Now the piece is sitting, curing. In about two days, after the cure, she gets her grout. I’m using a charcoal colored grout; I could have used a white, but that is not the blood and bone that has created the foundations of our society. Nope. Black bodies, Chinese bodies, Native bodies (lots of Native bodies), all watered the roots of American prosperity, often without getting to share in that prosperity.

This piece is about that, as well as the secrets and lies in my own family, and the many other families that are out there, with ancestors they can’t find.

Busy day!

justines_faceToday has been a pretty productive day! this is Justine’s face, with mica pigments fused in the kiln on her lips and eye lids.

Justine got her final sanding, and I glued her face onto the form. It came out really well; the face is better than expected, I just have the hands to do.

justine_form

Those hands! What a challenge those have been! I’ve cast them twice now; there will be a third time!  This time, I’m going to drop the temp and keep the hold time the same. Maybe this will be the winning combo!

I’m working on another mosaic, for the 2015 Gearcon, themed Secrets and Lies. I think that’s a great title for the mosaic, especially considering the things I’ve learned about my family, these last few weeks.

secrets_lies What you can’t see, at this time, are the skulls that are in the lower right hand corner. Those are about the bodies buried beneath not just my family history, but the blood, bone and flesh that most civilizations are founded upon. I used a white woman, because of my family history.  The Chesse family  is deep in the history of Louisiana and New Orleans, in particular.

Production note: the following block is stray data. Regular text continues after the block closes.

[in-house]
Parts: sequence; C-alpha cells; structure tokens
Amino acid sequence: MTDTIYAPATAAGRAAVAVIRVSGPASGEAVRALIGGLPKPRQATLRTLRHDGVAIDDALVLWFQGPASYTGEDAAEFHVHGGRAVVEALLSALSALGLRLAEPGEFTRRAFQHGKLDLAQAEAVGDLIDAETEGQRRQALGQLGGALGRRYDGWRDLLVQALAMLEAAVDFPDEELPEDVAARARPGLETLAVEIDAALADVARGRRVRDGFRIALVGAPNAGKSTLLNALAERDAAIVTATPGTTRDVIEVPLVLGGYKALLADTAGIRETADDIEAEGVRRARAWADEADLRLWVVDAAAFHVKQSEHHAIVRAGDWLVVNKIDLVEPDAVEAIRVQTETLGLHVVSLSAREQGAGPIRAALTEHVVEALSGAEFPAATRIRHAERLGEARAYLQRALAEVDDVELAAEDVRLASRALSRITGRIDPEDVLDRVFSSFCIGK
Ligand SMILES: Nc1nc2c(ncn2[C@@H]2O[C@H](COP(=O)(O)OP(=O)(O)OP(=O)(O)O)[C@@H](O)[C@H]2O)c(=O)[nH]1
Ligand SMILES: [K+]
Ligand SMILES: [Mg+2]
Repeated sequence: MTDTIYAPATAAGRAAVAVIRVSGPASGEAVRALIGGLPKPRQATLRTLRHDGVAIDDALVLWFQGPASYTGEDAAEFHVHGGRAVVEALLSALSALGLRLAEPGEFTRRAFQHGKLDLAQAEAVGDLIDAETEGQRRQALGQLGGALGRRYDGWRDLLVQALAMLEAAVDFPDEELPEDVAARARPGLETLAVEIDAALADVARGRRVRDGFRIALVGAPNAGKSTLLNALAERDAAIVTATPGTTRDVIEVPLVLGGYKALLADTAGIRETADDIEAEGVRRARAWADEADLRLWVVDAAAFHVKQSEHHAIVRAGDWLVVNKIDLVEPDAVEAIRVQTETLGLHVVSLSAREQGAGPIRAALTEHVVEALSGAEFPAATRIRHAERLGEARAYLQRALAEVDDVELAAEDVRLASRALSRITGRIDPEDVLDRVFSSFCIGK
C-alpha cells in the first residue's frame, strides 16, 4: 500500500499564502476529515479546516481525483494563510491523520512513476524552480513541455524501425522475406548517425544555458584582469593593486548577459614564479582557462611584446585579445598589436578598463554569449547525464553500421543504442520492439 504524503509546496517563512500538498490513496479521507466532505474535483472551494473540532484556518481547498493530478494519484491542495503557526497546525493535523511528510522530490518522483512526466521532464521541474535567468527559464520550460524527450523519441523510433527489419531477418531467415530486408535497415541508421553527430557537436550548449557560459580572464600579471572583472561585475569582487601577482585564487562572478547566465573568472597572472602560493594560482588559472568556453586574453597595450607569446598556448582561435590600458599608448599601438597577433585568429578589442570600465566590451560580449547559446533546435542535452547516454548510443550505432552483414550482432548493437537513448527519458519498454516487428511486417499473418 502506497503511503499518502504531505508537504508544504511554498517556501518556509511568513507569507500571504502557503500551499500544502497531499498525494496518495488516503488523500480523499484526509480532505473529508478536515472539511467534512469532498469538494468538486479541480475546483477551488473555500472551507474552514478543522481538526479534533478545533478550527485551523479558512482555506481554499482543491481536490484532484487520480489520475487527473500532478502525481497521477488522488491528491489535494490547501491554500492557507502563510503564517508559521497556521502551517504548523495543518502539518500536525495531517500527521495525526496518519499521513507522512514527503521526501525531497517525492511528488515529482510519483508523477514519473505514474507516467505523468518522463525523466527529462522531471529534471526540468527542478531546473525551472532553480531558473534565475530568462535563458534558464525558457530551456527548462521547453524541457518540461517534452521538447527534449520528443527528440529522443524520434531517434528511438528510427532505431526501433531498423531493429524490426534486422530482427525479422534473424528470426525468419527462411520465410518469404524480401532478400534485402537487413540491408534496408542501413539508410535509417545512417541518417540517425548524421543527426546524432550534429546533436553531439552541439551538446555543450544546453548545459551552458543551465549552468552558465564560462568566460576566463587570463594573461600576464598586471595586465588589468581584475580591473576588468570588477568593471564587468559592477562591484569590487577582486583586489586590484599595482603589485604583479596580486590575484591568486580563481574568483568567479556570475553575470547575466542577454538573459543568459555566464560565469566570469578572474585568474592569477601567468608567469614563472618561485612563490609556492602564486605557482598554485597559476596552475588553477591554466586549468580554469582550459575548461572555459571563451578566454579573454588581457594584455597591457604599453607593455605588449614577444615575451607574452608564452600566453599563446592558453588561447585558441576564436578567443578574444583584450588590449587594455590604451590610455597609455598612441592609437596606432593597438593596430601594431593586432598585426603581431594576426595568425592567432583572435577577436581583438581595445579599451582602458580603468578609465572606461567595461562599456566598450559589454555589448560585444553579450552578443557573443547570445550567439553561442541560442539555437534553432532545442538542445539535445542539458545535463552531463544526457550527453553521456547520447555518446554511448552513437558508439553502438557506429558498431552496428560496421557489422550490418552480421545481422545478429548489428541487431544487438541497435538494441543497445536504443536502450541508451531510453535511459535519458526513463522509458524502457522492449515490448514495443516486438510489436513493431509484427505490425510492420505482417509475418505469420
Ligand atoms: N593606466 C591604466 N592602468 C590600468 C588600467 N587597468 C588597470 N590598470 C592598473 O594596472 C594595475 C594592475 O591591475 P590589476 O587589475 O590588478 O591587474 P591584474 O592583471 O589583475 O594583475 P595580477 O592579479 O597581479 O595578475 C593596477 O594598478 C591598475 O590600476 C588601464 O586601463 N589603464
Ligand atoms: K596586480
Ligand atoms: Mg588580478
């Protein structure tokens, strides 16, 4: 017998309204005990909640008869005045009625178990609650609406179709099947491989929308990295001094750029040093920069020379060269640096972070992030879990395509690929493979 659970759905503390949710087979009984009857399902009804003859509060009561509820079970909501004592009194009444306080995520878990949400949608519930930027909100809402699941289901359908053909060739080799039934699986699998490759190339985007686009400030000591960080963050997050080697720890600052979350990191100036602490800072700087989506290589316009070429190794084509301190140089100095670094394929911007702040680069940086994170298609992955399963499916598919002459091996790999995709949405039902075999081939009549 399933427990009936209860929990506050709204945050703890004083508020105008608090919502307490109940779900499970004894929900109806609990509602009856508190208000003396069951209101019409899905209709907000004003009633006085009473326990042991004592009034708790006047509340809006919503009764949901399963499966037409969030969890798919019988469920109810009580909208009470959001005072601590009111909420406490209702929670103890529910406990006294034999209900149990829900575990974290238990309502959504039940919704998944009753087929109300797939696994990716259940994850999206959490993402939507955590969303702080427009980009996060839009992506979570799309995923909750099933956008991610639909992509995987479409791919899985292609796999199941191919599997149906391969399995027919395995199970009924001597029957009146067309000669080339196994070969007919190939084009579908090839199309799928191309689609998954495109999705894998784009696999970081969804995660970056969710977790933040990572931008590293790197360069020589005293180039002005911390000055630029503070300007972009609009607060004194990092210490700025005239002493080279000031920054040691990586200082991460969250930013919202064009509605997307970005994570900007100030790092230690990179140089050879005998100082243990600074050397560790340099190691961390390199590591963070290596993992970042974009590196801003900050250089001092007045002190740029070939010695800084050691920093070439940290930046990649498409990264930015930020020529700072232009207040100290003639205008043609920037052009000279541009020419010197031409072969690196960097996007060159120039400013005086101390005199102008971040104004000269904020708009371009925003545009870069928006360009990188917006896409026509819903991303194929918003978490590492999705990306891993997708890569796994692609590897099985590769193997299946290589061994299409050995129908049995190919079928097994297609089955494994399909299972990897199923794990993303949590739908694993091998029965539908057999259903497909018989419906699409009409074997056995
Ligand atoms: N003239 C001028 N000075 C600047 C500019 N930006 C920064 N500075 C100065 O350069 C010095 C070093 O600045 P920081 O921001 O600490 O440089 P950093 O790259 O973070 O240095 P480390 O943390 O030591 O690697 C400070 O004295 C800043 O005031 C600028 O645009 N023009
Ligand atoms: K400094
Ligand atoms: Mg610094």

The French were deep into the slave trade, far more than the American south.  The French enslaved approximately 1.5 million souls. My family has both the slave, and the slaver, in our veins. My branch was officially “Black” until my great grandparents figured out how to game the system, so to speak.  When they got pregnant with my grandmother, they moved out of NoLa, and to Providence, Rhode Island, until after the birth.

Since my Nanan was passe blanc, and her husband was all white, they were able to pull it off, thereby ensuring that their daughter was not bound by the Jim Crow laws. I get it, I totally do, but I sure wish I were able to have known some of the family that was left in Louisiana.